Proposed Abstract Title

Community Based Watershed Conservation Efforts

Type of Presentation

Oral

Session Title

Cross-Border Local Leadership Exchange I: Water Quality in Border Areas'

Location

2016SSEC

Description

Community based watershed scale conservation efforts have been the focus of educational, financial and technical assistance programs for decades. Each of these programs adapts to local demographics, resource concerns, existing conservation initiatives and most importantly the cultural values associated with that community. But what have they all learned? What can we learn from decades of work?

In 2010, the Environmental Protection Agency of Puget Sound awarded the Whatcom Conservation District 5 years of funding for an intensive community based, non-regulatory, social marketing campaign to improve water quality and salmon habitat in the Birch Bay watershed in northwestern Washington. The program encouraged residents to adopt stewardship practices, use low impact development and agricultural best management practices, and participate in restoration projects.

In this session we will explore lessons learned, adaptive management and results of the robust program evaluation of the Birch Bay initiative. We will also examine how this case study compares to a number of peer-reviewed reports on community based watershed conservation programs from across the nation, evaluating the long-term effectiveness of outreach and educational campaigns and drawing conclusions based on decades of work.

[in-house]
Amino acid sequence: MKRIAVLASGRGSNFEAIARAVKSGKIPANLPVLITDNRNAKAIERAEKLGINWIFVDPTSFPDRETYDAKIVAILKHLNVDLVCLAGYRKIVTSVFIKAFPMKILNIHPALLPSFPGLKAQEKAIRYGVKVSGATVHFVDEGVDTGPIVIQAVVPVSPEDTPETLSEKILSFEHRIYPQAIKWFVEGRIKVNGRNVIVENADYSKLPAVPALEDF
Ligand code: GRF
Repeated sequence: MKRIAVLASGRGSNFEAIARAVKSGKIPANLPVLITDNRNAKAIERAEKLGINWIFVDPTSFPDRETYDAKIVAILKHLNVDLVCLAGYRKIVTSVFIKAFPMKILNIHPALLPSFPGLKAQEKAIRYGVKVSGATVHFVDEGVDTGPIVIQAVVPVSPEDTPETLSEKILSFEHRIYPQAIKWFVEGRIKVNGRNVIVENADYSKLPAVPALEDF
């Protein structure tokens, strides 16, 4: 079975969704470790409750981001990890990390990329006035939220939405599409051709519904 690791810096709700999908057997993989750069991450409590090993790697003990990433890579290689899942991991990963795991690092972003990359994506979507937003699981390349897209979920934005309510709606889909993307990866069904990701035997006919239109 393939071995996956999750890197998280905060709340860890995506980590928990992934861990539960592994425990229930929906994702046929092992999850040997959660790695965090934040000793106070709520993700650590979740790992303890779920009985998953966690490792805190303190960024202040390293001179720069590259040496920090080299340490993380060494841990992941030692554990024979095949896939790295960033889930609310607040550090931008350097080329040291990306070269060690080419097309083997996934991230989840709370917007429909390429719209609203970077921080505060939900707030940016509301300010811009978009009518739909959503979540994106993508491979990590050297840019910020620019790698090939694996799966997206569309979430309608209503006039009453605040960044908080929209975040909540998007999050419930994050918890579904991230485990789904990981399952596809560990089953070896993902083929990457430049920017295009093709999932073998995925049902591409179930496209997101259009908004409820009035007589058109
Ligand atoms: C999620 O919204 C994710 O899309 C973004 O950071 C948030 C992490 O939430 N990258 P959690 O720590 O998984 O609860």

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Community Based Watershed Conservation Efforts

2016SSEC

Community based watershed scale conservation efforts have been the focus of educational, financial and technical assistance programs for decades. Each of these programs adapts to local demographics, resource concerns, existing conservation initiatives and most importantly the cultural values associated with that community. But what have they all learned? What can we learn from decades of work?

In 2010, the Environmental Protection Agency of Puget Sound awarded the Whatcom Conservation District 5 years of funding for an intensive community based, non-regulatory, social marketing campaign to improve water quality and salmon habitat in the Birch Bay watershed in northwestern Washington. The program encouraged residents to adopt stewardship practices, use low impact development and agricultural best management practices, and participate in restoration projects.

In this session we will explore lessons learned, adaptive management and results of the robust program evaluation of the Birch Bay initiative. We will also examine how this case study compares to a number of peer-reviewed reports on community based watershed conservation programs from across the nation, evaluating the long-term effectiveness of outreach and educational campaigns and drawing conclusions based on decades of work.